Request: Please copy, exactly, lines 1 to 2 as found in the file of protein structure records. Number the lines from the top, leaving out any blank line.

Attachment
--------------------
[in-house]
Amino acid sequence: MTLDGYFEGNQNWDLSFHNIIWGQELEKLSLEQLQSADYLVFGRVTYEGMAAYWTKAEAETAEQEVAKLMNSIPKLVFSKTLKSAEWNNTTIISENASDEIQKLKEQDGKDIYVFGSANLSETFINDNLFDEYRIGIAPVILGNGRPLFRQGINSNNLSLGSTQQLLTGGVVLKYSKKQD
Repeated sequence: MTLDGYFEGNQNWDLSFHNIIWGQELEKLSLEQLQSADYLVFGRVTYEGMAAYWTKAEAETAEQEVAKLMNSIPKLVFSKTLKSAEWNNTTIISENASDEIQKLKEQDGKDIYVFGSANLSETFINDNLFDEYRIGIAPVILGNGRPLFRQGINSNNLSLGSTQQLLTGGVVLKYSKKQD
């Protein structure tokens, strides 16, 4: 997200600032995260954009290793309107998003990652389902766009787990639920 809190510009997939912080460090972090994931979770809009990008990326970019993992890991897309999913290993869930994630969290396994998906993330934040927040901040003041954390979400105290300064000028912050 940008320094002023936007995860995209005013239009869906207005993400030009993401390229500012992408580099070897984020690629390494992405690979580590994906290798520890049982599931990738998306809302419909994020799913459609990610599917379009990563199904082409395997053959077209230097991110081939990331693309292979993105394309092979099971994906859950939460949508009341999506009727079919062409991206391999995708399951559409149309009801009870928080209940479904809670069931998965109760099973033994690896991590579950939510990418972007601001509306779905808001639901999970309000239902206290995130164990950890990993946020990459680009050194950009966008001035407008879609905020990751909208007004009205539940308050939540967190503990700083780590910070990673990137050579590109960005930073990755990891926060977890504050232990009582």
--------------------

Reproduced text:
[in-house]
Amino acid sequence: MTLDGYFEGNQNWDLSFHNIIWGQELEKLSLEQLQSADYLVFGRVTYEGMAAYWTKAEAETAEQEVAKLMNSIPKLVFSKTLKSAEWNNTTIISENASDEIQKLKEQDGKDIYVFGSANLSETFINDNLFDEYRIGIAPVILGNGRPLFRQGINSNNLSLGSTQQLLTGGVVLKYSKKQD